I thought our full-back line really got to grips with the Cork attack. Ger Cafferkey, Tom Cunniffe and Higgins were immense in the second half. Any ball that came in, high or low, they were there.
As soon as a Cork man was going down for the ball, there was a fist or hand coming in. Nothing was won easy. They came out on top and mopped up every ball that came their way. After picking up early yellow cards, defenders went in with tight tackles but were still cautious enough not to get a second yellow. Trevor Mortimer did well on Paul Kerrigan when he picked him up in the latter part of the game.
A dry day suits the likes of Alan Freeman, Enda Varley, Cillian O’Connor and Jason Doherty. It’s very difficult, as we saw against Roscommon, for a player to have full control – both in winning the ball and taking his man on – on a wet, greasy day. I was very happy to see Jason Doherty getting his chance. People were writing him off after Roscommon, but on a dry day he can scorch any full-back in the country.
BACK TO WORK
THE game reminded me of the 1996 semi-final against Kerry. We went up as rank outsiders and just put in a performance similar to last Sunday. Like ’96, it’s a young team, just developing, and Sunday was the big game that I think they needed to turn the corner to become a very good team. Now these guys will grow in confidence and this performance will stand them in good stead in Croke Park over the coming weeks – and even years.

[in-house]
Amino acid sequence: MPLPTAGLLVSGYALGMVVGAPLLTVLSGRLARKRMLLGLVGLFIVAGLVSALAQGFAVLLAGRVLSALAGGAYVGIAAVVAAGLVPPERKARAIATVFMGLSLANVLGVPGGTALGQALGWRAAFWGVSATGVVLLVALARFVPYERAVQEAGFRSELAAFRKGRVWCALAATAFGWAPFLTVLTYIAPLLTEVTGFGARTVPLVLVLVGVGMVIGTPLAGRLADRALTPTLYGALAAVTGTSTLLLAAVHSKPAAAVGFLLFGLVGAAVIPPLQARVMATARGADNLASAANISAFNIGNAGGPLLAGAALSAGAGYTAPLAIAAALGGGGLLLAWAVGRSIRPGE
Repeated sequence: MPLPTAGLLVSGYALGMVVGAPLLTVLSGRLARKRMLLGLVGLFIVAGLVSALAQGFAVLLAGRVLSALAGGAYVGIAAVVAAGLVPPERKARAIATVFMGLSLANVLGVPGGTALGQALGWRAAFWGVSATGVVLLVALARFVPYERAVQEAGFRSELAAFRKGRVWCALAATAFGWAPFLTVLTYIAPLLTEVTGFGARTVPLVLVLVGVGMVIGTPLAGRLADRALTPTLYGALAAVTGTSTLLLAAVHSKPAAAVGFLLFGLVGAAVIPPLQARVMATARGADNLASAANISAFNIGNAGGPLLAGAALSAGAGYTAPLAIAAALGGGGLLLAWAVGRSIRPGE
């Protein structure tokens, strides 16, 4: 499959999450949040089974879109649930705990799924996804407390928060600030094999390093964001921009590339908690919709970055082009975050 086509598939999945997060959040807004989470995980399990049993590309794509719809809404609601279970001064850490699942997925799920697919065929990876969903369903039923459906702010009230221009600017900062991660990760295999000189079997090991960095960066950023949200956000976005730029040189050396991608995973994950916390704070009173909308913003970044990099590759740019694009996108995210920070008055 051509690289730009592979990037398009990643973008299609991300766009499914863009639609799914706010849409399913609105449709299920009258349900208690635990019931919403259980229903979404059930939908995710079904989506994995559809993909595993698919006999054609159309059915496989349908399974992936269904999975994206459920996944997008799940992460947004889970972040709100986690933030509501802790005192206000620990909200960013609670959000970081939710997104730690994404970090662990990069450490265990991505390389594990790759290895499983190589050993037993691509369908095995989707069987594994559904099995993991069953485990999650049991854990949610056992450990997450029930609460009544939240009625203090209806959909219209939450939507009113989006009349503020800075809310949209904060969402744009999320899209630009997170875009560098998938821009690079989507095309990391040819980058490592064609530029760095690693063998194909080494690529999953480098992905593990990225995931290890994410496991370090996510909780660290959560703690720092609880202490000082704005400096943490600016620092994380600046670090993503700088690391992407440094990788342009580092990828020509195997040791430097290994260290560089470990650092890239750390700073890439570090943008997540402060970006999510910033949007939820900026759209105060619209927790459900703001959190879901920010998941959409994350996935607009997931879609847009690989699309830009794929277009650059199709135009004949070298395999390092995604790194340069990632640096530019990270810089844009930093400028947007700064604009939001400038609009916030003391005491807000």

James Horan deserves huge credit for getting his half-forward line to funnel back. Mayo didn’t give the Cork half-backs any room. Sometimes, when you say to a forward ‘Look, you’ve got to go back and defend’, the forward won’t absorb it because he feels that that’s not his primary job.
But on Sunday McLoughlin, Alan Dillon, Freeman and O’Connor all worked back. On many occasions they were inside their own half-back line, picking up ball and breaks, and tracking their men. That work ethic and style hadn’t been seen in a Mayo team for a long time.
James and all the guys deserve huge credit for the shape Mayo were in on Sunday and the intensity that they brought to the game.
The bodies will have been sore, but there’s no better feeling for a player than waking up on Monday morning reading the papers having had a huge result. By Thursday night, they’ll be ready to go back it again. Like every other team in the country, we owe Kerry one. Everyone will be chomping at the bit again, because there’s huge competition for places now.
If I was Mayo manager, I’d be saying the club championship shouldn’t go ahead. By next weekend, we’ll be two weeks from the county’s biggest game of the year. If a player pulls a hamstring or gets a straight red card, you’re a lesser team straight away.
I’m sure none of the clubs would be too put out if James Horan was to call on the County Board to postpone the club championship.